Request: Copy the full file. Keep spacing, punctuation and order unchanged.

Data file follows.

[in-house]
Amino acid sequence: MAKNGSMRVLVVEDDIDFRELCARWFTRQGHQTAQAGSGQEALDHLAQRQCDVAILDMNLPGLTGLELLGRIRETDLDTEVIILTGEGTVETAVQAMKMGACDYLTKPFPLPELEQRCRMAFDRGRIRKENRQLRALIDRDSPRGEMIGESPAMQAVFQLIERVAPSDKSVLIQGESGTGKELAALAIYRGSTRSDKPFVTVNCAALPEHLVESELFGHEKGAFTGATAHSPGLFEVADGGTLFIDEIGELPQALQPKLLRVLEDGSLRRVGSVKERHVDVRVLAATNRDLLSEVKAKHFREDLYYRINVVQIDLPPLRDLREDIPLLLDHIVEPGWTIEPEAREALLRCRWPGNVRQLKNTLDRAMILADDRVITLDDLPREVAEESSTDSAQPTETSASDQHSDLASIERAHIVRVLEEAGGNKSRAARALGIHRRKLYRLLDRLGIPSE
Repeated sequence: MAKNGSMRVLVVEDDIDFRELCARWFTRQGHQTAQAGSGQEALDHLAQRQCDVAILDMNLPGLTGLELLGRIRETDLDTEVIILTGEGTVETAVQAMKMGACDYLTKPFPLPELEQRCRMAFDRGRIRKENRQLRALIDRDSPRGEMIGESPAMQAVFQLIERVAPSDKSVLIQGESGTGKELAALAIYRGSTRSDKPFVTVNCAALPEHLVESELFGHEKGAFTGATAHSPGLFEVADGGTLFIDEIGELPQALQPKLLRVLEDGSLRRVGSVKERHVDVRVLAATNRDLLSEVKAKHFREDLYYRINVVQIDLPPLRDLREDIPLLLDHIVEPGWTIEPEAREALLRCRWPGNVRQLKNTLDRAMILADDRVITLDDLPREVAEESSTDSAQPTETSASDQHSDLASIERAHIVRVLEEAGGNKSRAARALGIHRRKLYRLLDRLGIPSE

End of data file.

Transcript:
[in-house]
Amino acid sequence: MAKNGSMRVLVVEDDIDFRELCARWFTRQGHQTAQAGSGQEALDHLAQRQCDVAILDMNLPGLTGLELLGRIRETDLDTEVIILTGEGTVETAVQAMKMGACDYLTKPFPLPELEQRCRMAFDRGRIRKENRQLRALIDRDSPRGEMIGESPAMQAVFQLIERVAPSDKSVLIQGESGTGKELAALAIYRGSTRSDKPFVTVNCAALPEHLVESELFGHEKGAFTGATAHSPGLFEVADGGTLFIDEIGELPQALQPKLLRVLEDGSLRRVGSVKERHVDVRVLAATNRDLLSEVKAKHFREDLYYRINVVQIDLPPLRDLREDIPLLLDHIVEPGWTIEPEAREALLRCRWPGNVRQLKNTLDRAMILADDRVITLDDLPREVAEESSTDSAQPTETSASDQHSDLASIERAHIVRVLEEAGGNKSRAARALGIHRRKLYRLLDRLGIPSE
Repeated sequence: MAKNGSMRVLVVEDDIDFRELCARWFTRQGHQTAQAGSGQEALDHLAQRQCDVAILDMNLPGLTGLELLGRIRETDLDTEVIILTGEGTVETAVQAMKMGACDYLTKPFPLPELEQRCRMAFDRGRIRKENRQLRALIDRDSPRGEMIGESPAMQAVFQLIERVAPSDKSVLIQGESGTGKELAALAIYRGSTRSDKPFVTVNCAALPEHLVESELFGHEKGAFTGATAHSPGLFEVADGGTLFIDEIGELPQALQPKLLRVLEDGSLRRVGSVKERHVDVRVLAATNRDLLSEVKAKHFREDLYYRINVVQIDLPPLRDLREDIPLLLDHIVEPGWTIEPEAREALLRCRWPGNVRQLKNTLDRAMILADDRVITLDDLPREVAEESSTDSAQPTETSASDQHSDLASIERAHIVRVLEEAGGNKSRAARALGIHRRKLYRLLDRLGIPSE